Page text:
BRADENTON, Fla. — Jimmy Garpopolo’s history with Sean Payton traces, of course, to their roots as Eastern Illinois quarterbacks.
“I met him, he probably doesn’t remember it, but my freshman year. He came back and got his number retired at Eastern,” Garoppolo recalled.
Has Garoppolo’s No. 10 jersey hasn’t gotten the same treatment at their alma mater?
“No. No. I think I’ve got to do a little more, first. Ha!” Garoppolo said.
Nothing is more pressing for Garoppolo than leading the 49ers (10-2) to a win Sunday in New Orleans against the Payton-coached Saints (10-2).
Garoppolo has never played in the Superdome. He’s been there as a backup with the New England Patriots – “I’ve heard the loudness, and it’s incredible” – and he’s faced the Saints in less-loud joint practices at training camps.
“I was familiar with his success at Eastern,” Payton said on a media conference call. “I really followed his senior year, partly because it was an evaluation on our part, and then also just following him and the team’s success.
“We trained with the Patriots three or four times and I had a chance to spend time and visit with him.”
Sunday’s reunion comes with massive ramifications. The NFC’s No. 1 playoff seed could be at stake. Or, if the 49ers lose for the third time in five games, they could be ticketed toward a potential wild-card berth and even more frequent-flyer miles.
The 49ers are coming off a 20-17, walk-off loss at Baltimore. It was only the fourth loss in Garoppolo’s 20 starts for the 49ers since his Halloween 2017 trade from the Patriots.
“He’s playing very well. He’s playing extremely well,” Payton said. “He’s someone who’s extremely accurate. The ball gets out of his hands quick. He’s athletic in the pocket where he can move and climb and make off-balance throws.
“The one thing you look for in that position is, ‘Can he win?’ And clearly he’s done that at the college level and he’s doing that now at the NFL level.”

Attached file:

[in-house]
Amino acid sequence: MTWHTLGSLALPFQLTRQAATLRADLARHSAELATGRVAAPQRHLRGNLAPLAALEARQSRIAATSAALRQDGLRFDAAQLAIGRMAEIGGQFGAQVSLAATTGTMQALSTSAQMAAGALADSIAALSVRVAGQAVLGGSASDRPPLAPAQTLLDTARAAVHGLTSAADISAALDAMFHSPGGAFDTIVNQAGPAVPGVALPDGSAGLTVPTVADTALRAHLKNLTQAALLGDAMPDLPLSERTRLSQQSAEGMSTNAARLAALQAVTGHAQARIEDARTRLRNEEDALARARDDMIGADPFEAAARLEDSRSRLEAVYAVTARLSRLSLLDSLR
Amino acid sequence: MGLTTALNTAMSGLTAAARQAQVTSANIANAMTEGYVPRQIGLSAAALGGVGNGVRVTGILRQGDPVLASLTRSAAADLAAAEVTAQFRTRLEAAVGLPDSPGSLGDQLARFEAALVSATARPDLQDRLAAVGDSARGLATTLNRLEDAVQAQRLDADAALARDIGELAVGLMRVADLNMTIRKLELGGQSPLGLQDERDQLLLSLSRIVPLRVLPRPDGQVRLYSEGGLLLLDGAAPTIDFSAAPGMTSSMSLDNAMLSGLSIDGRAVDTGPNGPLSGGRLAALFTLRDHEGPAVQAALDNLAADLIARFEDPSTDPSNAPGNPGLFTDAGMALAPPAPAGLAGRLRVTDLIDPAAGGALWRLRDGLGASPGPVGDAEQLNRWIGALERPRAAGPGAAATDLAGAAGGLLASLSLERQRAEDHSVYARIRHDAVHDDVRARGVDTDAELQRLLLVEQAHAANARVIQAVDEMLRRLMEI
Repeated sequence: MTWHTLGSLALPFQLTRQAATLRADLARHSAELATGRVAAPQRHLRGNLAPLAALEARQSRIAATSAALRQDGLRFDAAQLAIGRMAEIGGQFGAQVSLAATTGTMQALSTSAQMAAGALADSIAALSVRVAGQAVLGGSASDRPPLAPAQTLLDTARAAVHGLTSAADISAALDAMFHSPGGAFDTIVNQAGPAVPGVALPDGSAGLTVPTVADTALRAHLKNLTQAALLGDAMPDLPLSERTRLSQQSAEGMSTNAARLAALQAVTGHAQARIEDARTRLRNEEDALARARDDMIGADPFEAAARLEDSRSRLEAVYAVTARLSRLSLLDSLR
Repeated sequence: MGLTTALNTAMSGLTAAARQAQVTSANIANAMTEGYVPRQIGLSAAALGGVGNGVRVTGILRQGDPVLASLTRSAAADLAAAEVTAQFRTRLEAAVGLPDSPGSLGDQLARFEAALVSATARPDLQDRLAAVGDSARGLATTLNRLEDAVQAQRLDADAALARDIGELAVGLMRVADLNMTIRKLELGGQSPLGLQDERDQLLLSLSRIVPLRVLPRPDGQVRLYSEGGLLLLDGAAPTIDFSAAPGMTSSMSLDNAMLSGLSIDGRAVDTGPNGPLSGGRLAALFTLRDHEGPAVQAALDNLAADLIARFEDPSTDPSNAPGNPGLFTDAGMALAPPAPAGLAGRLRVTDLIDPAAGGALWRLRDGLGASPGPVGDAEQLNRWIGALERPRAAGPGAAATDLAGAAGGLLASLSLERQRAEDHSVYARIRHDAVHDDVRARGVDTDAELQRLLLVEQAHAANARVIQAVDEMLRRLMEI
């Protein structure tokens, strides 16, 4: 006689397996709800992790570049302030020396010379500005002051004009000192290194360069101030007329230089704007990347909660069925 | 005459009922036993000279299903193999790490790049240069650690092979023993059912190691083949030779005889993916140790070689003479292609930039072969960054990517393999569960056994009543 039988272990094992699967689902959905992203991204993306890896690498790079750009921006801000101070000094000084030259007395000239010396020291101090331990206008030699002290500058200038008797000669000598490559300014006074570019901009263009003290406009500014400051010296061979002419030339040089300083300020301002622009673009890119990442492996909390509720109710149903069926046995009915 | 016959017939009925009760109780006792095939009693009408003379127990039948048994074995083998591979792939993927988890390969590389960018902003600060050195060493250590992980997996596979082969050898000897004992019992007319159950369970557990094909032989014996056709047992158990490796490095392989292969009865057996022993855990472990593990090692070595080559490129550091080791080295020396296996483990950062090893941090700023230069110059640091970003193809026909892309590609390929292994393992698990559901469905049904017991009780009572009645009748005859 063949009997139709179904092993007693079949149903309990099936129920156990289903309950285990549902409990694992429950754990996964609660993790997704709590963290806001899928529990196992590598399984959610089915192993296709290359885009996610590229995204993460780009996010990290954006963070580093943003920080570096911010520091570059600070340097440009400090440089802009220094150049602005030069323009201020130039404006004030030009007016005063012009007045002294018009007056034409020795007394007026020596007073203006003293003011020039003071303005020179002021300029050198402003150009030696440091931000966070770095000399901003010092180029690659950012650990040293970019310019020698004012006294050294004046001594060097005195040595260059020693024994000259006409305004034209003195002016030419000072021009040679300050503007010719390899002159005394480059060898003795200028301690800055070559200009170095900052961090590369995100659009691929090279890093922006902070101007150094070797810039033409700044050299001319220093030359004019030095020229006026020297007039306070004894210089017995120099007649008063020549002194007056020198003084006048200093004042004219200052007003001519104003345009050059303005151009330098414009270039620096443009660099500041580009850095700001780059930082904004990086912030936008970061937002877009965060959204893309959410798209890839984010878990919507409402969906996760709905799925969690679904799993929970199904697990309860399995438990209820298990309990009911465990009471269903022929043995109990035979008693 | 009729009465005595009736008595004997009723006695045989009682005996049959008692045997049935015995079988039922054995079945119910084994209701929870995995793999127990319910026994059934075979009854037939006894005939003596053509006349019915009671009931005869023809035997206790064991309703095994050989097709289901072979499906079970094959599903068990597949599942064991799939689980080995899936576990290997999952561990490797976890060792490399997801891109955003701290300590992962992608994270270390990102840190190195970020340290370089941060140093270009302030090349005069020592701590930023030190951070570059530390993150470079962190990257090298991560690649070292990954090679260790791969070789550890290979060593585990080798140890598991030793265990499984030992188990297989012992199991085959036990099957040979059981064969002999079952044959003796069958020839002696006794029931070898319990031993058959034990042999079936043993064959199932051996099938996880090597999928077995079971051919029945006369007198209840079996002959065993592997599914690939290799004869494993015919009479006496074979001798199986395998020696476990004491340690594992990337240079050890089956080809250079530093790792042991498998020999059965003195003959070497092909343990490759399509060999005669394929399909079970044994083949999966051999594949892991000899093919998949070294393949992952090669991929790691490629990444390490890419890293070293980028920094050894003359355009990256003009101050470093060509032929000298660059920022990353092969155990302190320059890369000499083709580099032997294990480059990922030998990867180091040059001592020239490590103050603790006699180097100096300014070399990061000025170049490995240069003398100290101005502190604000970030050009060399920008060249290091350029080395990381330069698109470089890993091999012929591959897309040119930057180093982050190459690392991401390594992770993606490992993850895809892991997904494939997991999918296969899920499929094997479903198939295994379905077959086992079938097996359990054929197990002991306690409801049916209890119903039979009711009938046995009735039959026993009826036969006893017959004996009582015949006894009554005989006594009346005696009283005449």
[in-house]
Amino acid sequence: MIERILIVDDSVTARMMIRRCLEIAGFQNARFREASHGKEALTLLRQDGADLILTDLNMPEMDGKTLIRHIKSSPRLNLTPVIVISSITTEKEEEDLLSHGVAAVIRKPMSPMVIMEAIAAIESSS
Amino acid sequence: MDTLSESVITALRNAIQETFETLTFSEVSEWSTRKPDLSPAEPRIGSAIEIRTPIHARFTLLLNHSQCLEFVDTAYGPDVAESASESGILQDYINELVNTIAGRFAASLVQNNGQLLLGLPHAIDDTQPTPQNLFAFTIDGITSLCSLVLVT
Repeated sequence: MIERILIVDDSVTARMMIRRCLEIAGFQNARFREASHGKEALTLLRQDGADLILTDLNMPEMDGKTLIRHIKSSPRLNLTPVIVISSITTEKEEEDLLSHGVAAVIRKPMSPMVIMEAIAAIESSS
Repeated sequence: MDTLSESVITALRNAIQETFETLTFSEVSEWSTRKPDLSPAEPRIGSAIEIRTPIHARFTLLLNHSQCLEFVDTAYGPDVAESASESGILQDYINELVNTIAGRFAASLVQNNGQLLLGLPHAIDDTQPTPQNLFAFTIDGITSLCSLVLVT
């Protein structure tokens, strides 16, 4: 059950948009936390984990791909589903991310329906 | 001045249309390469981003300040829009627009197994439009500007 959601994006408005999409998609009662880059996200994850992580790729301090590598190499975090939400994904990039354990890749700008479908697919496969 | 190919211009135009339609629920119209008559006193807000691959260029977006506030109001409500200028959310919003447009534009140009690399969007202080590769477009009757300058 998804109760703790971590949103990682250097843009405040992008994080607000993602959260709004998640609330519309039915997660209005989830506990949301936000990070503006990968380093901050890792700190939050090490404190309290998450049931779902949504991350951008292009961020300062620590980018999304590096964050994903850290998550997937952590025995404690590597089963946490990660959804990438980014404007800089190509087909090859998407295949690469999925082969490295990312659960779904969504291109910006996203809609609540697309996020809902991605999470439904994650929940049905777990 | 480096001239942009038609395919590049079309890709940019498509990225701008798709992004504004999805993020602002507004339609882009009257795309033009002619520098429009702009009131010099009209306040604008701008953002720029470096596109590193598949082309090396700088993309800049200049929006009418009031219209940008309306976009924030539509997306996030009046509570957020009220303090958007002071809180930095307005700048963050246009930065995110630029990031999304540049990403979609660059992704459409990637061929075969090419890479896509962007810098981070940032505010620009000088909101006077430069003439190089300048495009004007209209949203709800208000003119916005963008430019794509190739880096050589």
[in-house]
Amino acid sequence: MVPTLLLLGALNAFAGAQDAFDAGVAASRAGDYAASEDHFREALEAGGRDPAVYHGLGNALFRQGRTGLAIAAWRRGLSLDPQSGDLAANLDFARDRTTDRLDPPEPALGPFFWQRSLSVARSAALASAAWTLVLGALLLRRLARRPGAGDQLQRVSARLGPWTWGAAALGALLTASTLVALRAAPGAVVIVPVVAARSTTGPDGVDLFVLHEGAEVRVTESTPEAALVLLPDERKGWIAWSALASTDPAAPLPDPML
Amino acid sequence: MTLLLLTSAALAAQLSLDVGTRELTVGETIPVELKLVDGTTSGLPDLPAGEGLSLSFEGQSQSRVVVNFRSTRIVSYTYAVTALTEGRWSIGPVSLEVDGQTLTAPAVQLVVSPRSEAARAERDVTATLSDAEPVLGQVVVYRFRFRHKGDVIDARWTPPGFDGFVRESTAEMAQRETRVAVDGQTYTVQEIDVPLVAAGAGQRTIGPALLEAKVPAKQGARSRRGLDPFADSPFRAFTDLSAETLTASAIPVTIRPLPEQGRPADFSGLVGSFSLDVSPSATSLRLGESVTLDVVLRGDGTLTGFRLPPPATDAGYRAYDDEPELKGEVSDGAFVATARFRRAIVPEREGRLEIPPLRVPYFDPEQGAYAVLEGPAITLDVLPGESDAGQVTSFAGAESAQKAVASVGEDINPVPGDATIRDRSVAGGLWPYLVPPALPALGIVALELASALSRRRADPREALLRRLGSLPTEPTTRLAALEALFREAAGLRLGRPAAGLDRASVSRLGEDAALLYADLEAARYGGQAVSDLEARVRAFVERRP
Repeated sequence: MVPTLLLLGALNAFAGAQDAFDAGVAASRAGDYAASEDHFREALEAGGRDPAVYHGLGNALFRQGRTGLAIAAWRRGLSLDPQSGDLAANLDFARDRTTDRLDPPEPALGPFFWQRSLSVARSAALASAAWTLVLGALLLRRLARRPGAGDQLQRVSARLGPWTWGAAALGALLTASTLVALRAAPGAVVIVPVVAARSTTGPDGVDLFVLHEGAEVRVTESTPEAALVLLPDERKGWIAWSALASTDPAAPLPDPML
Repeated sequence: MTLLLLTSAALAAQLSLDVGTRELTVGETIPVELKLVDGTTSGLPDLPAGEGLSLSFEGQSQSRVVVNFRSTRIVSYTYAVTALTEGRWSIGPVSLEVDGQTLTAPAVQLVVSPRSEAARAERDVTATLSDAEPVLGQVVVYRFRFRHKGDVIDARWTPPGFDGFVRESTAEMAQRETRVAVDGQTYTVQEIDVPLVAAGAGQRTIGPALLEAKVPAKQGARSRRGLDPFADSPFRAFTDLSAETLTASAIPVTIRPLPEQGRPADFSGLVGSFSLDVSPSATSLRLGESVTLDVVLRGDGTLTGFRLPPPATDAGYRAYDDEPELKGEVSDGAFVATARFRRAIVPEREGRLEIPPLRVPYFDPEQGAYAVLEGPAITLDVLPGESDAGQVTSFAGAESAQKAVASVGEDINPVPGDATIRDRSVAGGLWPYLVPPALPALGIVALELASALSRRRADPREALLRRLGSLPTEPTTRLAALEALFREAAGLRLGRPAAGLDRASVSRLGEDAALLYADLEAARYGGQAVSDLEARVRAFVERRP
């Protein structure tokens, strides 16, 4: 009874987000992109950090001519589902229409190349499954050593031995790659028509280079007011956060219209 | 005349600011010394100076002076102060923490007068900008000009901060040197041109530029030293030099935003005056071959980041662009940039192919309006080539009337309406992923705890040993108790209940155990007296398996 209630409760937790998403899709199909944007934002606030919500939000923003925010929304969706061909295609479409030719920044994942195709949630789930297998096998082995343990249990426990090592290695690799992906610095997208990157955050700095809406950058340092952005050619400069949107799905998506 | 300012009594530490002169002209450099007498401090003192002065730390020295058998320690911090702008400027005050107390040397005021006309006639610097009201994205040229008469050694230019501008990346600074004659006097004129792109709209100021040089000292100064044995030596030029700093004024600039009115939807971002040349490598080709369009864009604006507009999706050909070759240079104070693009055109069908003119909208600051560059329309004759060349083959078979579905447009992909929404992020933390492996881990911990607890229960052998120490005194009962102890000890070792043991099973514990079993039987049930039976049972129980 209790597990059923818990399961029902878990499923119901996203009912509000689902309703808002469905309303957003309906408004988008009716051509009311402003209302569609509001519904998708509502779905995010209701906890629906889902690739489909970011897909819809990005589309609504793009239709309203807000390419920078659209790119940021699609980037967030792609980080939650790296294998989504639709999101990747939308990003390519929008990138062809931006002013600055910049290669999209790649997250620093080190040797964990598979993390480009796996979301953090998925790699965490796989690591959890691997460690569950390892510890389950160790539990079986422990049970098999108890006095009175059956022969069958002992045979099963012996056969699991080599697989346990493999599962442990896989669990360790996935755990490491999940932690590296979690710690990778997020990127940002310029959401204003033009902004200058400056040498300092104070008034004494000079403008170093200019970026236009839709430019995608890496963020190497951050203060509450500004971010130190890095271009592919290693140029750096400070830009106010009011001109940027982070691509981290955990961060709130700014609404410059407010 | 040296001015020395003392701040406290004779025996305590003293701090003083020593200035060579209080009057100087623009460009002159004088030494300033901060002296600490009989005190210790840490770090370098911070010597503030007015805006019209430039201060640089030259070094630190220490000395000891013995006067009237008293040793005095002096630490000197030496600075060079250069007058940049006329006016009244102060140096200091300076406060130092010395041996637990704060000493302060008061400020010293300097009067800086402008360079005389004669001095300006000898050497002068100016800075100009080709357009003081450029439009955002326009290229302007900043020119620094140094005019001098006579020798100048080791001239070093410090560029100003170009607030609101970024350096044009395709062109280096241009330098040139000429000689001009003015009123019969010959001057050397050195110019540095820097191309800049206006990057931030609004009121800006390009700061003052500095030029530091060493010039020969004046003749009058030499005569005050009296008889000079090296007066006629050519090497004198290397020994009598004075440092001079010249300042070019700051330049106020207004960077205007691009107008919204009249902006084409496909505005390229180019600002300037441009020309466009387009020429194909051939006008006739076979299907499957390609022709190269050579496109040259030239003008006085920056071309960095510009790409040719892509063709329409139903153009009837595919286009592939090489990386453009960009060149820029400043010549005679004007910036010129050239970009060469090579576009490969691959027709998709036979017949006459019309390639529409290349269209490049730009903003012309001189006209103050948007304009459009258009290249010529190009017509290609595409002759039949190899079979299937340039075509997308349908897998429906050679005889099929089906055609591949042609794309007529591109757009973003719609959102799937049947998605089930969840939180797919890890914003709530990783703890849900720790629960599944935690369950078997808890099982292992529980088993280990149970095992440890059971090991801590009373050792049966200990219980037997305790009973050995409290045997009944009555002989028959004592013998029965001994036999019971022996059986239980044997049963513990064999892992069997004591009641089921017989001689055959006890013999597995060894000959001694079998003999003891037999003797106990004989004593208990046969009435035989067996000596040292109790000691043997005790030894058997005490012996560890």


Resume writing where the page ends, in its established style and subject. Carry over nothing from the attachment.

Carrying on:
Garoppolo is making sure the Superdome’s decibel level doesn’t hinder the 49ers. An emphasis in practice this week – at IMG Academy in Bradenton, Fla. – is “clean communication” between he and coach Kyle Shanahan, which can lead to smooth play calls in the huddle.
“We got a good test last week and it will help us out this week,” Garoppolo said.
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Garoppolo has passed enough tests that, even though his Eastern Illinois number isn’t retired like Payton’s, the campus bookstore does sell Garoppolo’s No. 10 jersey.
Another former Eastern Illinois quarterback: Shanahan’s father, Mike, who tutored Garoppolo last season after the 49ers’ franchise QB sustained a season-ending knee injury in Week 3.
Needless to say, Garoppolo knows Mike Shanahan better than Payton, although they do share the same agent.
“We’ve met a couple times in the league. Great guy,” Garoppolo added. “Awesome representation of Eastern Illinois.”
Both represent well inside the Panthers’ record book. Payton threw for the most yards in a game (509 in 1989 vs. Saginaw Valley), Garoppolo threw the most touchdowns in a game (seven in 2013 vs. Illinois State), and Garoppolo amassed the most career passing yards (13,156) while Payton was next (10,655) and Tony Romo third (8,212).